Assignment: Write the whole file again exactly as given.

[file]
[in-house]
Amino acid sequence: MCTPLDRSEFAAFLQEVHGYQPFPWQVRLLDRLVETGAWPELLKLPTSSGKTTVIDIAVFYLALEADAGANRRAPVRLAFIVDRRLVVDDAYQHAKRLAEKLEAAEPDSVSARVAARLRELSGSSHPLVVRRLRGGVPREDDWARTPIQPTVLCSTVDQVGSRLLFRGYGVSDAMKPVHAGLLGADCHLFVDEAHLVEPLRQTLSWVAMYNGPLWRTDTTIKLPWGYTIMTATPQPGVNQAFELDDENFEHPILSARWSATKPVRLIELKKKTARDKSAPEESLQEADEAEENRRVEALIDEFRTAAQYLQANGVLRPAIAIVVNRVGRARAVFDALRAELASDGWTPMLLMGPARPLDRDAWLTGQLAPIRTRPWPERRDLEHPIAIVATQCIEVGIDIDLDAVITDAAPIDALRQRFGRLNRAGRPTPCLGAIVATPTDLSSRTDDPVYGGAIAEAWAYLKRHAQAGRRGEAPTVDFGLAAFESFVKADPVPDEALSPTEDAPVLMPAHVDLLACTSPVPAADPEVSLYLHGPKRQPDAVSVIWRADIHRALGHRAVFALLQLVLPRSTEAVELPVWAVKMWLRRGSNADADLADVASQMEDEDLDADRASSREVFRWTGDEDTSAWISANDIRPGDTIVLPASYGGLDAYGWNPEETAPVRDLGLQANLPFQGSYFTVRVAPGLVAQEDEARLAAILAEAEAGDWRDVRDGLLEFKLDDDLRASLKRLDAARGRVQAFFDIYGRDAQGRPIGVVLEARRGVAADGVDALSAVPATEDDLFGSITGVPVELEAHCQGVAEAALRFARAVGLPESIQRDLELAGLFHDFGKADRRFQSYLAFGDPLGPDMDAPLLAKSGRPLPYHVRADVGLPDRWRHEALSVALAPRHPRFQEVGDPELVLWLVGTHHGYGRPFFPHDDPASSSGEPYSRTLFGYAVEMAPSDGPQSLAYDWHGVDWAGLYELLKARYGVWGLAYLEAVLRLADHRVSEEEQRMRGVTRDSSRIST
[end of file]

[in-house]
Amino acid sequence: MCTPLDRSEFAAFLQEVHGYQPFPWQVRLLDRLVETGAWPELLKLPTSSGKTTVIDIAVFYLALEADAGANRRAPVRLAFIVDRRLVVDDAYQHAKRLAEKLEAAEPDSVSARVAARLRELSGSSHPLVVRRLRGGVPREDDWARTPIQPTVLCSTVDQVGSRLLFRGYGVSDAMKPVHAGLLGADCHLFVDEAHLVEPLRQTLSWVAMYNGPLWRTDTTIKLPWGYTIMTATPQPGVNQAFELDDENFEHPILSARWSATKPVRLIELKKKTARDKSAPEESLQEADEAEENRRVEALIDEFRTAAQYLQANGVLRPAIAIVVNRVGRARAVFDALRAELASDGWTPMLLMGPARPLDRDAWLTGQLAPIRTRPWPERRDLEHPIAIVATQCIEVGIDIDLDAVITDAAPIDALRQRFGRLNRAGRPTPCLGAIVATPTDLSSRTDDPVYGGAIAEAWAYLKRHAQAGRRGEAPTVDFGLAAFESFVKADPVPDEALSPTEDAPVLMPAHVDLLACTSPVPAADPEVSLYLHGPKRQPDAVSVIWRADIHRALGHRAVFALLQLVLPRSTEAVELPVWAVKMWLRRGSNADADLADVASQMEDEDLDADRASSREVFRWTGDEDTSAWISANDIRPGDTIVLPASYGGLDAYGWNPEETAPVRDLGLQANLPFQGSYFTVRVAPGLVAQEDEARLAAILAEAEAGDWRDVRDGLLEFKLDDDLRASLKRLDAARGRVQAFFDIYGRDAQGRPIGVVLEARRGVAADGVDALSAVPATEDDLFGSITGVPVELEAHCQGVAEAALRFARAVGLPESIQRDLELAGLFHDFGKADRRFQSYLAFGDPLGPDMDAPLLAKSGRPLPYHVRADVGLPDRWRHEALSVALAPRHPRFQEVGDPELVLWLVGTHHGYGRPFFPHDDPASSSGEPYSRTLFGYAVEMAPSDGPQSLAYDWHGVDWAGLYELLKARYGVWGLAYLEAVLRLADHRVSEEEQRMRGVTRDSSRIST